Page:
AS THE WORLD TURNS

Behold: NASA’s first image of the whole Earth in decades

Obsession
Space Business
Obsession
Space Business

If you think you’ve seen a new photograph of the full Earth taken by NASA in the last few decades, you’ve been tricked. It hasn’t taken a full Earth snapshot in 43 years—until now. Today (July 20) NASA released an image from the Deep Space Climate Observatory (DSCOVR), marking the first full-disk Earth image released by the space agency since the Apollo era.

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(NASA, NOAA, USAF)

According to NASA’s website, the bluish tint is a result of sunlight scattered by air molecules.

Below is the famous image taken when the US last sent people to the moon, in 1972 on Apollo 17. (All three astronauts on the voyage claim to have taken it.)

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The Blue Marble photograph taken during the Apollo 17 mission (Apollo 17/NASA)

The technology has changed quite a bit since 1972. Where those astronauts were using Hasselblad medium format and Nikon 35mm cameras loaded with specially made Kodak film, the DSCOVR satellite’s imaging instrument has a 4-megapixel CCD sensor that captures 10 bands of light, including invisible ultraviolet and near-infrared wavelengths.

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The orbit of the Terra satellite (NASA)

While there are many satellites constantly capturing their views of the earth, most do so at low Earth orbit, a distance too close to see the whole earth at one time. Taking a photograph of the earth from low Earth orbit is like trying to take a selfie with your phone an inch in front of your nose.

Most images of Earth in recent years have been renderings made using the thousands of closeups taken by observation satellites in low Earth orbit. For instance, the image below, which was once the default background on new iPhones, is a rendering of multiple images stitched together (plus some photoshopped clouds) rather than a snapshot.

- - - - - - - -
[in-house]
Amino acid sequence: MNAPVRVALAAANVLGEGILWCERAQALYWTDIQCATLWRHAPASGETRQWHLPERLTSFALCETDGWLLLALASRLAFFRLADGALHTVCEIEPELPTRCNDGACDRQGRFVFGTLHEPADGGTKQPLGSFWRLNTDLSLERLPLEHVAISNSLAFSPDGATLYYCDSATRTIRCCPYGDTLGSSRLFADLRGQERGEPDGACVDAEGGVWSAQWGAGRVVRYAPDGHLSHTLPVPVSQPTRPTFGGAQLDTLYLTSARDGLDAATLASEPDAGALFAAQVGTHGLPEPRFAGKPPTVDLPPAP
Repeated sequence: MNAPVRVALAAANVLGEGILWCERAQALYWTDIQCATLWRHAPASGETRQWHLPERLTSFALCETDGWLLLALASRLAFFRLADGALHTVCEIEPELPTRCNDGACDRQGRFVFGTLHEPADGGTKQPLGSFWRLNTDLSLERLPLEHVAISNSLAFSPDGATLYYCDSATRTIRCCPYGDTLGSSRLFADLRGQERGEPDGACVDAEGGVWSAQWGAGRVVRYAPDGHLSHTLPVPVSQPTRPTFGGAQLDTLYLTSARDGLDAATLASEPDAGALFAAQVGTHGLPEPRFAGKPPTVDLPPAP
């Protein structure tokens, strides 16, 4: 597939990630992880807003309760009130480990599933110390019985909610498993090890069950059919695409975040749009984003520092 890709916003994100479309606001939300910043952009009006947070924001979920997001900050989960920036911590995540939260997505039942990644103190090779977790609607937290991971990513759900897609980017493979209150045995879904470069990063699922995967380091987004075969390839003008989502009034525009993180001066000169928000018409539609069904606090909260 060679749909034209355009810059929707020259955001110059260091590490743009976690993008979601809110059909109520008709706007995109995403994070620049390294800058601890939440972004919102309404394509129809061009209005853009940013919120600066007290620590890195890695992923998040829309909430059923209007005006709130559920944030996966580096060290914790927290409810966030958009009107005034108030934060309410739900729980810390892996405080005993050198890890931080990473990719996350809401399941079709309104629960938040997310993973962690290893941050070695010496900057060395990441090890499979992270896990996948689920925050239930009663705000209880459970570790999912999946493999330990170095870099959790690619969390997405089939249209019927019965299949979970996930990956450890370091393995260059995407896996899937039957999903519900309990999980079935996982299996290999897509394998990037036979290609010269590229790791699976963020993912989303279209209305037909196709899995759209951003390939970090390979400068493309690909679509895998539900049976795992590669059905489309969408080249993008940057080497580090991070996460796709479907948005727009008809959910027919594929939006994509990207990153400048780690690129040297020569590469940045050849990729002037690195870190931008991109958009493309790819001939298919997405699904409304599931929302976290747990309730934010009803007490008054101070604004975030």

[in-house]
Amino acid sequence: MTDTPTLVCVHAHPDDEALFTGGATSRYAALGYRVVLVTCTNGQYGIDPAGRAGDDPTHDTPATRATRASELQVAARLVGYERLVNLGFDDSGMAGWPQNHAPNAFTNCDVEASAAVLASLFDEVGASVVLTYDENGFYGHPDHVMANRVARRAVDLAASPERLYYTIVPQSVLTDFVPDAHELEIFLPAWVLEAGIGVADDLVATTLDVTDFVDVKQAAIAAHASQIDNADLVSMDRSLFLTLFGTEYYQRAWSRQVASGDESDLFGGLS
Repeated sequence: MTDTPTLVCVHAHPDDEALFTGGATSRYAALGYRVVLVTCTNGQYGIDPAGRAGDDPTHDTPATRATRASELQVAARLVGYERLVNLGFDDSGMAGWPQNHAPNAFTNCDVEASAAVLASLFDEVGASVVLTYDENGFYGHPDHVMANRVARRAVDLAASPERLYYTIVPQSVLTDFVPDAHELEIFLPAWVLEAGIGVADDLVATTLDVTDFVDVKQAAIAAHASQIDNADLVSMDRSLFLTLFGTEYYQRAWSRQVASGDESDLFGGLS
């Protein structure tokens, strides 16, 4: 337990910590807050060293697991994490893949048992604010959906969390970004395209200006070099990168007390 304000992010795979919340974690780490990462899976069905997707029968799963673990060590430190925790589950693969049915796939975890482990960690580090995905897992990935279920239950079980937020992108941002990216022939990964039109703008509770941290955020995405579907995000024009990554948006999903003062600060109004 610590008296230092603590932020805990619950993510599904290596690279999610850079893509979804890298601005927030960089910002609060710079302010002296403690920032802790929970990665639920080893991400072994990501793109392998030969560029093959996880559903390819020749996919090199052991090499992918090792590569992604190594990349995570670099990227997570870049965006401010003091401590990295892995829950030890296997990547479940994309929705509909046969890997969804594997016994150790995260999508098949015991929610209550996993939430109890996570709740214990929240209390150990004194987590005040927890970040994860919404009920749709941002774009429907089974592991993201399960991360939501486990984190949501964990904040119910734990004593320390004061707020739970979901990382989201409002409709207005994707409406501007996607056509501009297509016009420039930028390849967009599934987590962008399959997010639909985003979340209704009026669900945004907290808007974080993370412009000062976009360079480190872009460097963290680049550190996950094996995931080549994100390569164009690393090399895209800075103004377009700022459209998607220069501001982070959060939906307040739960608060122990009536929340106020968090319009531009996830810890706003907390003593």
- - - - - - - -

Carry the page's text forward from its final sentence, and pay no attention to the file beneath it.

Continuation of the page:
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Ceci n’est pas la Terre. (NASA Goddard Space Flight Center / Reto Stöckli and Robert Simmon)

Of course NASA isn’t the only player in the space-imaging game. Other space agencies have taken full-disk images of the Earth since the Apollo missions. The Japanese Hayabusa spacecraft captured a full image of the earth in 2004 during its mission collecting samples from an asteroid. In January 2015, another Japanese craft, the Himawari-8 weather satellite, began recording full-disk images at 10 minute intervals. Even the US’s National Oceanic and Atmospheric Administration GOES satellites capture full-disk images of the earth, but these weather satellites are in geostationary orbits, meaning they capture the same view of the earth over and over.

DSCOVR can capture a full-disk image at any point in the Earth’s rotation.

The images captured during DSCOVR’s mission are an ancillary function for the satellite. Its primary function: to remain between the Earth and the sun to detect solar wind, for scientific and safety purposes. (The safety issue stems from concerns that a geomagnetic storm caused by solar wind could disrupt everything from power grids to the GPS system.) This vantage point gives it a view of an always-fully-lit Earth as the planet spins in front of it. The satellite, launched earlier this year, is expected to take a full earth image at least once a day and transmit it home.

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